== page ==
It’s that time of the year again.
It’s the day when you suddenly have to go ‘meet a friend’ dressed to the nines.
The day the Bajrang Dal and lovers alike, wait for in feverish anticipation.
The day singles collectively poke fun at the “cringe” couples on social media, before sad boi hours commence at 3 am.
The day the coronavirus will take a backseat because there’s an enticing new affliction in the market.
It is, but of course, the payday for salespersons at Archies.
Or as some circles may call it, Valentine’s Day.
Even though most of us don’t get dates for V-day pretty much every year, this time we have a convenient excuse at the very least.
While we may not possess the intrinsic abilities to spread our wings and puff out our chests, our mating rituals do warrant a lot of effort.
Whether it’s loitering around in dating apps or “sliding into dms”, humankind has evolved a great deal.
To love is to risk it all, especially the feed you so lovingly curated.
Should you post pictures with your significant other and possibly jinx your fate, or do you keep it private and deal with the barrage of uncomfortable comments from Rahul, your e-stalker who wants to be “frendz”?
To post or not to post, that is the question.
The lockdown makes me wonder if we’re truly desirable, or if people are just plain lonely.
But I’m not here to be a downer. Surely, somebody must be having a fun time this 14th?
And oh boy, they are.
But it’s not who you think it is.
Valentines is now less about love, and more about the worth of your wallet.
It is not about togetherness, but about checking to see if that couple on Instagram is still together.
With the rise in commercialisation, Valentine’s day is a glaringly prominent event.
Be it email campaigns or special sales, every venture has found a way to bank on the occasion to broaden their agenda.
With messages of love, cupids and hearts all around, it becomes more about spending the day scrolling through online stores and buying things you don’t need, rather than spending quality time with your partner.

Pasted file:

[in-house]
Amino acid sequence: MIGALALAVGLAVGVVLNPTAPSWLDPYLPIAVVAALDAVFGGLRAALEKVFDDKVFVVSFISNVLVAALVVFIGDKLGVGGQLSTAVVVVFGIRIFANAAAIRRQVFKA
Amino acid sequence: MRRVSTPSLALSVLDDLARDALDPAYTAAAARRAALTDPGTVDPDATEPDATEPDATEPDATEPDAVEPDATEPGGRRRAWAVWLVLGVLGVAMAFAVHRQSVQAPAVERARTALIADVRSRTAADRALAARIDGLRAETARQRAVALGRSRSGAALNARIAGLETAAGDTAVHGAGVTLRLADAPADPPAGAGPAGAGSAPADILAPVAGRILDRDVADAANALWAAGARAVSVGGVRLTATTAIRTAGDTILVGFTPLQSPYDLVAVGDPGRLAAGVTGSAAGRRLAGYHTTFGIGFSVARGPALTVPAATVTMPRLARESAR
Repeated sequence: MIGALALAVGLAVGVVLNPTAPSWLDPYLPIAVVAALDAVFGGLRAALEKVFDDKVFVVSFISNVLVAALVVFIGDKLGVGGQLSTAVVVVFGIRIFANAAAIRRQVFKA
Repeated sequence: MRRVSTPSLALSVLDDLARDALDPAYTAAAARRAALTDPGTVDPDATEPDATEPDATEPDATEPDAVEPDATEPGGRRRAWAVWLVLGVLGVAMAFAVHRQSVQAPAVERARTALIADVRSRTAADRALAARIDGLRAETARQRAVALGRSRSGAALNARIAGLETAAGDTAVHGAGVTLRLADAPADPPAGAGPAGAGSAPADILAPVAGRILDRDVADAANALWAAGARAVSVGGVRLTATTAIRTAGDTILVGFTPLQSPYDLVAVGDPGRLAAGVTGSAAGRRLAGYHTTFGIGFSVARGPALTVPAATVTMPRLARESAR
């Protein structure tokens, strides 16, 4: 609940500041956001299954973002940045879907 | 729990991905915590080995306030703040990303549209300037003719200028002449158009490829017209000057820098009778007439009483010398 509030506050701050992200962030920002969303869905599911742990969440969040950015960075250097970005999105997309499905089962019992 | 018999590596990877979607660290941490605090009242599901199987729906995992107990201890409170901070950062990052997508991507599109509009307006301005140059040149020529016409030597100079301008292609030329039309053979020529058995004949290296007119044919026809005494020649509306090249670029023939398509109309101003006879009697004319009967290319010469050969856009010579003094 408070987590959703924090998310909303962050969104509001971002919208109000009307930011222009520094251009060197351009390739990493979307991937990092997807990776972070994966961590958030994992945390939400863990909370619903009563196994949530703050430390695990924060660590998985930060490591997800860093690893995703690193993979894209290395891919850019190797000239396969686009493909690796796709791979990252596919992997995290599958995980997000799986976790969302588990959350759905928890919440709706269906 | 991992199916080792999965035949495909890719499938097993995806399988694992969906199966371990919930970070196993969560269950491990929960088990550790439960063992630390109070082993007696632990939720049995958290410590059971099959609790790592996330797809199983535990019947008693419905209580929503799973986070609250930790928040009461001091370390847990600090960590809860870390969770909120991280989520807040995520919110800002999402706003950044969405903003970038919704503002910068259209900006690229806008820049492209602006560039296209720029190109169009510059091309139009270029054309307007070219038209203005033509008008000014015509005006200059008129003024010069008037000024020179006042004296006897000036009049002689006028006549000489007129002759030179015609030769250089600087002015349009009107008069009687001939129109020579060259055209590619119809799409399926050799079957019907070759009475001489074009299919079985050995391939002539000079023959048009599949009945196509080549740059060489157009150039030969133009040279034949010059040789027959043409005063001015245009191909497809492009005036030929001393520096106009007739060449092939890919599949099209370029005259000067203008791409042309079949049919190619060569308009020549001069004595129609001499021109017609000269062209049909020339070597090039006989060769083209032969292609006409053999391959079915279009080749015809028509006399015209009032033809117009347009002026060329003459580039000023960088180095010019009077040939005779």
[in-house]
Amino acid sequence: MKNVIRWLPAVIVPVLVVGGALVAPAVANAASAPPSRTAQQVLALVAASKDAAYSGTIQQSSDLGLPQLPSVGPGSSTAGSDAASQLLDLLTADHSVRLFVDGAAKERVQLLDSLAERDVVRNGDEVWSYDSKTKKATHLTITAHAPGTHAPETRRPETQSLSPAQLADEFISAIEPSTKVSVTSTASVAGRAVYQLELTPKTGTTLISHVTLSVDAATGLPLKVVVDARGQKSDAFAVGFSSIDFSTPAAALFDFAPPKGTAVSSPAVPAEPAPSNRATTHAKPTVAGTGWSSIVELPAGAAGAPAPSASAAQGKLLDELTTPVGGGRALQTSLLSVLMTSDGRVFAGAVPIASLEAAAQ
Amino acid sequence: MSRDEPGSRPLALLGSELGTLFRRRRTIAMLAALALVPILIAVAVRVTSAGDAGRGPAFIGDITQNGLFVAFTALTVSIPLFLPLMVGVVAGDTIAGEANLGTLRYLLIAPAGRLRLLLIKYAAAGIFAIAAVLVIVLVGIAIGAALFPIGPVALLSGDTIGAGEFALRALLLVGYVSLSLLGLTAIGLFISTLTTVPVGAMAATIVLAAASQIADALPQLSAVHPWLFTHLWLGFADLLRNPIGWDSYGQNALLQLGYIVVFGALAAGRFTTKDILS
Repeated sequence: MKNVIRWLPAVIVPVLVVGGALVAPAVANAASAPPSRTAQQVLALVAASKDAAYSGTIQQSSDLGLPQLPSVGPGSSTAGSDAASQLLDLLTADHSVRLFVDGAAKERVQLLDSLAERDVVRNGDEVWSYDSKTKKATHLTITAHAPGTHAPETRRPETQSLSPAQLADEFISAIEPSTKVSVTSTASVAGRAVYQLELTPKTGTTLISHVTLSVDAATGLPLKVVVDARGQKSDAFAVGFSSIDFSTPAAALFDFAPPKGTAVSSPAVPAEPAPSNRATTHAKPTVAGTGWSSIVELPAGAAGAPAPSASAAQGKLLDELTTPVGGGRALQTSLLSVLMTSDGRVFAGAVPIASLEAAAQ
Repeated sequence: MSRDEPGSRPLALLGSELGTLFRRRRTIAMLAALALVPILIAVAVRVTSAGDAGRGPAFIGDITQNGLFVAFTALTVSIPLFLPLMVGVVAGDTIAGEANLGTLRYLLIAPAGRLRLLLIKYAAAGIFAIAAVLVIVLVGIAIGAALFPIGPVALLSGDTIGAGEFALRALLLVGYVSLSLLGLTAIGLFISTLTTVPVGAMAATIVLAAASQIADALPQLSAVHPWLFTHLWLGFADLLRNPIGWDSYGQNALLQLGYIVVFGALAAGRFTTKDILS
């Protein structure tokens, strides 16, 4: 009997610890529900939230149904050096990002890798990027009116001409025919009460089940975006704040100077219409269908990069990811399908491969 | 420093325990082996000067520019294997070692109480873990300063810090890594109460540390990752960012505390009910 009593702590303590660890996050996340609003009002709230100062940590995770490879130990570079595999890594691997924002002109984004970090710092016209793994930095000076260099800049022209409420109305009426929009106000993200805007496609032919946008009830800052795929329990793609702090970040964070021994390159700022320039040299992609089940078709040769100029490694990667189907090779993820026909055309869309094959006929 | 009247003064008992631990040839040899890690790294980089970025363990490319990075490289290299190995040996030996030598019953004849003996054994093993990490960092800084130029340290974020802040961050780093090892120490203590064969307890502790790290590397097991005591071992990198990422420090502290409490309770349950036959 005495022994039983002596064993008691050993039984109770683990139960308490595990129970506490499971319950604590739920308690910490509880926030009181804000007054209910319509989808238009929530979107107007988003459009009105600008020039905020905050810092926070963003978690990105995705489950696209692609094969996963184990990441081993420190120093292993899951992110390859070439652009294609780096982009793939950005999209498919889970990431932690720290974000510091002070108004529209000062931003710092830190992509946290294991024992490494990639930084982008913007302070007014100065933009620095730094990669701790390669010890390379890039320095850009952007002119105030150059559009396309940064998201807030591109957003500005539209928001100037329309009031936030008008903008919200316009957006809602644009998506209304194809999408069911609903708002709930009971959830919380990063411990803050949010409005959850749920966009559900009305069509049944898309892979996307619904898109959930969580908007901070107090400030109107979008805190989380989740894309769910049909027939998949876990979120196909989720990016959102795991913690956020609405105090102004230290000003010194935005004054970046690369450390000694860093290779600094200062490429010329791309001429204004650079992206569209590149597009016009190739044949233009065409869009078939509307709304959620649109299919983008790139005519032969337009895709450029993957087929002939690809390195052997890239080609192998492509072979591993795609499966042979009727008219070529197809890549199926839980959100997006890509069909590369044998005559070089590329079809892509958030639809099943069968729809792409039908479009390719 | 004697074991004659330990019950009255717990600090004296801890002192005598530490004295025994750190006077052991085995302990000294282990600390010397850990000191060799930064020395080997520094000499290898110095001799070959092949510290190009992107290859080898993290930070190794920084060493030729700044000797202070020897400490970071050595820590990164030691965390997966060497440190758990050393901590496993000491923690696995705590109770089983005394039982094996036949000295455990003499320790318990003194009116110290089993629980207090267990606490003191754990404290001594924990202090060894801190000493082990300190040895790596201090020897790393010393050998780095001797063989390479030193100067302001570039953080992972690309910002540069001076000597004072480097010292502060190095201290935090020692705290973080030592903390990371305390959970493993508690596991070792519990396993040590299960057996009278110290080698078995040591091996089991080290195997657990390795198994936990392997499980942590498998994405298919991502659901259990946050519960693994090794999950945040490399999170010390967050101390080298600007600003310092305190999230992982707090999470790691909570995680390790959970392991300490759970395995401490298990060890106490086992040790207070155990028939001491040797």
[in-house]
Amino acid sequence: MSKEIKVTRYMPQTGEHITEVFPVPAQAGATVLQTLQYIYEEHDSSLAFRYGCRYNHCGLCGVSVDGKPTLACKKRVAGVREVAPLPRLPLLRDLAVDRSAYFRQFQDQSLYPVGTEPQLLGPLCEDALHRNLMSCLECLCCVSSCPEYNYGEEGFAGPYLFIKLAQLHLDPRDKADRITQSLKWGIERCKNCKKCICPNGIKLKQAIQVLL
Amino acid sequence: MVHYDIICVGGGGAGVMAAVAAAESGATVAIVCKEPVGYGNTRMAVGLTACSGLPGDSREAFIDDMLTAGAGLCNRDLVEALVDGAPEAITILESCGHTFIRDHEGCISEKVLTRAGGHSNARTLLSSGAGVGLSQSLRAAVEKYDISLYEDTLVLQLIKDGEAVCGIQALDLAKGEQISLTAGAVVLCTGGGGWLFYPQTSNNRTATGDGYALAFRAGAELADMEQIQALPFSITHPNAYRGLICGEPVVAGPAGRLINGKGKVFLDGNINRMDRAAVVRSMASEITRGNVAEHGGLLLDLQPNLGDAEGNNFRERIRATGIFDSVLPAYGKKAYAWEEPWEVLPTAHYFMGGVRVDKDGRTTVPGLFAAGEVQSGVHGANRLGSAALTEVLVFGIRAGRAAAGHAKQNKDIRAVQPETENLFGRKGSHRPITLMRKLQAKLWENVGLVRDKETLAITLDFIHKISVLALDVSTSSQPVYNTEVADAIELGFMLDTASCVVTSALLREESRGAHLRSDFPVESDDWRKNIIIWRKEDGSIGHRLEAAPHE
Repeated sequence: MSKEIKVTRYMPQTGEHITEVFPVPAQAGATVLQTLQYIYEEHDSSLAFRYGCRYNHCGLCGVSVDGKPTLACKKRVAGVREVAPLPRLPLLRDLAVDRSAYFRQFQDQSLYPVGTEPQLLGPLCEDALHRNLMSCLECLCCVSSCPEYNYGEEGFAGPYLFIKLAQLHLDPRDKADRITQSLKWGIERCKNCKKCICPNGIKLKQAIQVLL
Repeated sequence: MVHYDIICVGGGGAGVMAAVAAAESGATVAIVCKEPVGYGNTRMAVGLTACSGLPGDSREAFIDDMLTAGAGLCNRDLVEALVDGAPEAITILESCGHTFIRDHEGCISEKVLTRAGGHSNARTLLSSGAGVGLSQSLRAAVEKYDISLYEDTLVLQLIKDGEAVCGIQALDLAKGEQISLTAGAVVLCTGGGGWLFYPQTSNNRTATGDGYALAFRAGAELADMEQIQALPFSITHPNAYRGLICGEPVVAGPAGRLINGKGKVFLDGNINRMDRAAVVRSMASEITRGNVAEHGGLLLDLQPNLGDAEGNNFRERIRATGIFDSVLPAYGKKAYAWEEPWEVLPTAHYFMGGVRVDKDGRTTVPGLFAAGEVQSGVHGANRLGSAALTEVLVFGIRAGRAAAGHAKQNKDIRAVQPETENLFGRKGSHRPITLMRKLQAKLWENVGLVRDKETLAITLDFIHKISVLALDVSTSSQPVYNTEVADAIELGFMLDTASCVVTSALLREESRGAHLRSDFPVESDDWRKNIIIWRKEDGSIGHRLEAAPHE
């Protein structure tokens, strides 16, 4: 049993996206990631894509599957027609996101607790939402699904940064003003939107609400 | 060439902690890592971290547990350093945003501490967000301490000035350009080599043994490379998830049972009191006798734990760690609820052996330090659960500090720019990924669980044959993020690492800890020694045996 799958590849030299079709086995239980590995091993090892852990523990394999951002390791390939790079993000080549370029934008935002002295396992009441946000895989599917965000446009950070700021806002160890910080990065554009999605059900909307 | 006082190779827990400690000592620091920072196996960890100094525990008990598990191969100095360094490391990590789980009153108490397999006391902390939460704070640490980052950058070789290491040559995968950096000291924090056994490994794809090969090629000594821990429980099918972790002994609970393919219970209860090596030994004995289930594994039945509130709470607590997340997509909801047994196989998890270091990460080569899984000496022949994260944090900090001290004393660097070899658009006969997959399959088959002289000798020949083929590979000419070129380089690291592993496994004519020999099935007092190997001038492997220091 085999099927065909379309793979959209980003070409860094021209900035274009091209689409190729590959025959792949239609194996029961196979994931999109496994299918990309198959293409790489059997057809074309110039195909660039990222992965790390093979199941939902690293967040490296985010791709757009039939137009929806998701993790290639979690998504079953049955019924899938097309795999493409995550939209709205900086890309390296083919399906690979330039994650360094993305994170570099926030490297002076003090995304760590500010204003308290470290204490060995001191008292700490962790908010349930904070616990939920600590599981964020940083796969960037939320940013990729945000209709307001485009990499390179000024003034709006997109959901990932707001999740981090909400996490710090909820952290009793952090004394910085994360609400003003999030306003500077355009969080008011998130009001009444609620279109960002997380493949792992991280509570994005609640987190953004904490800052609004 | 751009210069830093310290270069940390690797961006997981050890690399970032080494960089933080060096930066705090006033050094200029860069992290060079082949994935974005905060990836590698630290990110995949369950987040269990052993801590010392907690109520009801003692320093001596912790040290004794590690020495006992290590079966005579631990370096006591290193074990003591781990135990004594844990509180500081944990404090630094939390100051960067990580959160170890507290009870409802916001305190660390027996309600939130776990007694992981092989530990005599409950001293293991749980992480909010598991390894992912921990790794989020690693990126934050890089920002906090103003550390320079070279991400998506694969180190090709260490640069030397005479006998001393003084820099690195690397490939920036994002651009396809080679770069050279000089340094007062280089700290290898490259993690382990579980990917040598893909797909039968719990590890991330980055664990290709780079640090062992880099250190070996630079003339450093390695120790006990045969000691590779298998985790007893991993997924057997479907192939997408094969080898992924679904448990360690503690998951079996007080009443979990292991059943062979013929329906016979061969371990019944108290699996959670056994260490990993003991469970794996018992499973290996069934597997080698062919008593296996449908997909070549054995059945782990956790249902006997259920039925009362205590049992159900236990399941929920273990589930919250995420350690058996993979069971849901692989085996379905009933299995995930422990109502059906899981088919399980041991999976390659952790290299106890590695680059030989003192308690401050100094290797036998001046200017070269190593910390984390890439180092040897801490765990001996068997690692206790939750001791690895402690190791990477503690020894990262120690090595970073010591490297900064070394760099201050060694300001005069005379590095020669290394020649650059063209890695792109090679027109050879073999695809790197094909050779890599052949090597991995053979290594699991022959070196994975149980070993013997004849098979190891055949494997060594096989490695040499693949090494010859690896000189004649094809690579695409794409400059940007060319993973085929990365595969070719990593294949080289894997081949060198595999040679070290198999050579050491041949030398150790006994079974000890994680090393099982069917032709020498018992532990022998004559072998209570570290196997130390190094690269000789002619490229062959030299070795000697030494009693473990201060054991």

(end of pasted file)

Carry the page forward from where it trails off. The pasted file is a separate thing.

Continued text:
Because, 50% off.
May the Lord save the first tinder dates that tragically got scheduled on the 14th.
With the handy façade of honouring loved ones, we are being led to believe that adoration is dependent on how we showcase it to the world.
The idea of celebrating love is definitely a noteworthy cause, but it’s important to see who actually benefits from it.
If spending copious amounts of money to display endearment is our sole idea of Valentine’s Day, then I believe we owe an apology to all those rich people we outrage over for professing their undying love by buying each other islands and property on the moon.
In this age of social media, the line between real and reel is blurred, often non-existent.
Showering gifts has become a norm, a necessity for the day to be deemed successful.
You are now required to make the obligatory posts on social media to declare your bond still unbroken, much to the chagrin of your “bff” Tina’s prying eyes.
So, what can you do?
This Valentine’s Day, celebrate love, not money.
Display affection, not compulsion.
Make it more than just a commemoration of capitalism.
I better wrap it up now, my cart is not going to fill itself.
This post was written by Manya, IInd year.